We once again begin a new cycle of Torah reading this week with Parshas Bereishis. While we learned the story of Creation at a very young age, this parsha is not at all a simple children’s tale. It is without question, the most esoteric portion of the entire Torah. It gives us a glimpse into the framework of the World, and how Hashem meant for things to be when He first set it up. Even though it is practically impossible for us to penetrate all the parsha’s meanings, by examining it as thoroughly as we can, we can begin to understand the meaning of Creation.
An example of this is the creation of woman. The Torah explains that originally man was created alone, without a mate. Then Hashem decides to change that. “וַיֹּ֨אמֶר֙ יְהֹוָ֣ה אֱלֹהִ֔ים לֹא־ט֛וֹב הֱי֥וֹת הָֽאָדָ֖ם לְבַדּ֑וֹ אֶֽעֱשֶׂה־לּ֥וֹ עֵ֖זֶר כְּנֶגְדּֽוֹ” “And Hashem Elokim said, ‘It is not good that man is alone; I shall make him a helpmate opposite him” (Bereishis 2:18). Why was it so bad that man was alone? What was the real purpose behind creating a mate for him? The various commentaries discuss this question.
Rashi, the classic commentary on all parts of the Torah, explains that the creation of woman was not just for the good of man. All the other animals in the world had mates; if man had no mate, that would leave just two beings without mates, man and God. Hashem was worried that the other beings would look at man as being equal with Him, because if man doesn’t have a mate, it must be he doesn’t need one, just like Hashem! Therefore, He created woman to save the world from confusion and heresy.
The Ramban first clarifies that the reason Hashem created woman had nothing to do with reproduction. If He originally created man alone then obviously there was some way for him to produce progeny as a single being. However, if created alone, man might begin to think that it would be better for him not to produce progeny and remain alone forever.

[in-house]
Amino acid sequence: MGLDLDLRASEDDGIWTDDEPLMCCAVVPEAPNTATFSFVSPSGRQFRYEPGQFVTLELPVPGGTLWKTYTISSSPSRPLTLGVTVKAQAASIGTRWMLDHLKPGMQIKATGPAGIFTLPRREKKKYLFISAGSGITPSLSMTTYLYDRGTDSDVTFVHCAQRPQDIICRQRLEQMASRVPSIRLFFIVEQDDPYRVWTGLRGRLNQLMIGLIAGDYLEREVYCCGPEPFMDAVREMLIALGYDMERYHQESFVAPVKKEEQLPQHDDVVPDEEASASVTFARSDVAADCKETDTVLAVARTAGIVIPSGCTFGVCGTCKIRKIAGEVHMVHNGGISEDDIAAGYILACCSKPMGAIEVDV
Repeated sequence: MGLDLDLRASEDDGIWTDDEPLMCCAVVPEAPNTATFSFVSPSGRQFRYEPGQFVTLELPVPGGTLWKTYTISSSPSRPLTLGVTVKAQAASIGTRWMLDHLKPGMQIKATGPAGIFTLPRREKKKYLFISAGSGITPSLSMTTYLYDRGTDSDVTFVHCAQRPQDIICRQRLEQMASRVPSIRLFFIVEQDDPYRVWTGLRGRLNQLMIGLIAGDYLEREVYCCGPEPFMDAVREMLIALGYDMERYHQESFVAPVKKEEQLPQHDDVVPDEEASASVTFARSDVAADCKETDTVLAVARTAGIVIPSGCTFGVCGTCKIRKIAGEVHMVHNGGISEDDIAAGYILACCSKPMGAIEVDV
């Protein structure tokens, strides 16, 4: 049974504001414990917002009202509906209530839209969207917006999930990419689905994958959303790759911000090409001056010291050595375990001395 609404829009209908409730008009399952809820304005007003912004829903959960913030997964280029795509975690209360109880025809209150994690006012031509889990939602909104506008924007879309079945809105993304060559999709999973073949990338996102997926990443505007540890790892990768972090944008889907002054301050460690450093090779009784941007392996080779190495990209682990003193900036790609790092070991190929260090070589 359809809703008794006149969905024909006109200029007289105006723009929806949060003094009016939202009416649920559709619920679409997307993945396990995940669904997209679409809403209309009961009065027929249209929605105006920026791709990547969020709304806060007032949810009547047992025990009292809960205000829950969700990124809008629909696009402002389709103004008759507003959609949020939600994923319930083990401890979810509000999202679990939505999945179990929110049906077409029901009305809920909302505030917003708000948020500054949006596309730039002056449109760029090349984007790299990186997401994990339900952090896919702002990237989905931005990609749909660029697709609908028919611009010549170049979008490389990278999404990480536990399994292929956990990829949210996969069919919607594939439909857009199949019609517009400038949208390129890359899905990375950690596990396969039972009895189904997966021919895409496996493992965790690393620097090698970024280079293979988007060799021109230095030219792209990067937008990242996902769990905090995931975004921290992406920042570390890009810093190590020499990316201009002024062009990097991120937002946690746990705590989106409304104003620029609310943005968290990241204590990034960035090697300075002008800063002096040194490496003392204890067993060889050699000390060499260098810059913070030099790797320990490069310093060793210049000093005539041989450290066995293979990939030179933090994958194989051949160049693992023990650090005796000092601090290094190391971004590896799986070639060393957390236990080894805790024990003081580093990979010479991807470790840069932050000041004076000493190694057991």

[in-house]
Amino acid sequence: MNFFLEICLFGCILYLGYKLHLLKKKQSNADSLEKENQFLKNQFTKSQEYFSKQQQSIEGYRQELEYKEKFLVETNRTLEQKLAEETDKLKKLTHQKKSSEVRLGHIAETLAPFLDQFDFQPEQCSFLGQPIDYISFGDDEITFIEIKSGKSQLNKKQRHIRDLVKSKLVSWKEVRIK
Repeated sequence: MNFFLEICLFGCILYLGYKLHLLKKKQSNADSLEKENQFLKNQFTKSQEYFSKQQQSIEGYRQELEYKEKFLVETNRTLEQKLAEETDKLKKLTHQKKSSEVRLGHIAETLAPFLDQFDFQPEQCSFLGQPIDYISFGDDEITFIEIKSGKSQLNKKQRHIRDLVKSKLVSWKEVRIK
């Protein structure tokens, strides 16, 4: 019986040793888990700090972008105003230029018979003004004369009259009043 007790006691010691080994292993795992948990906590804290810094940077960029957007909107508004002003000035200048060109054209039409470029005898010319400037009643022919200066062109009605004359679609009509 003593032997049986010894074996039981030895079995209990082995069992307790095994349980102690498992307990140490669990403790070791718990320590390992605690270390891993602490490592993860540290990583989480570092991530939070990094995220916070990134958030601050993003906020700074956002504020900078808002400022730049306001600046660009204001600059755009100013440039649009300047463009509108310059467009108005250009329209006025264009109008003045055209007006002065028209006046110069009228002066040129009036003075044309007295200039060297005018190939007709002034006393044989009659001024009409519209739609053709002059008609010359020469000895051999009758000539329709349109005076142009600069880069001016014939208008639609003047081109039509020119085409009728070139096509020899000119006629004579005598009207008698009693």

By each day of creation, Hashem looked at His work and declared it to be ‘good’. The Ramban explains that this ‘good’ means that it was fit to remain perpetually. So if man had no desire to reproduce, he couldn’t be called ‘good’ since he would not perpetuate. By creating him a partner, Hashem showed man the benefits of not being alone and thereby giving him a desire to have children. Only then could man be truly ‘good.’
The Kli Yakar offers a different explanation for this phrase. He explains that ‘good’ is connected to togetherness and cooperation. Wherever there is controversy, ‘good’ cannot survive. Controversy stems from separation, the opposite of togetherness.
As we see later on in the parsha, woman was created from a piece of man, meaning, man and woman come from the same source; they are made of the same material. If man and woman had been created from two totally separate material sources, then they would be naturally separate and prone to controversy. This is unacceptable for, more than any other creation, it is vital for human beings, especially spouses, to be able to trust each other and work together. So when Hashem said it’s not good for man to be alone, what He meant was that it’s not good for man to be of one source material and woman to be of another; the best way for them to function is for both to be of the same source, thus allowing them to love and trust each other and be for each other עֵ֖זֶר כְּנֶגְדּֽוֹ.
 The fact that Hashem seemingly ‘changed His mind’ is a subject discussed in the various commentaries and is beyond the scope of our discussion. The issue is, since Hashem is perfect, if He changed His mind, it would seem to indicate that He made a mistake which He now had to fix. This obviously is not the case.
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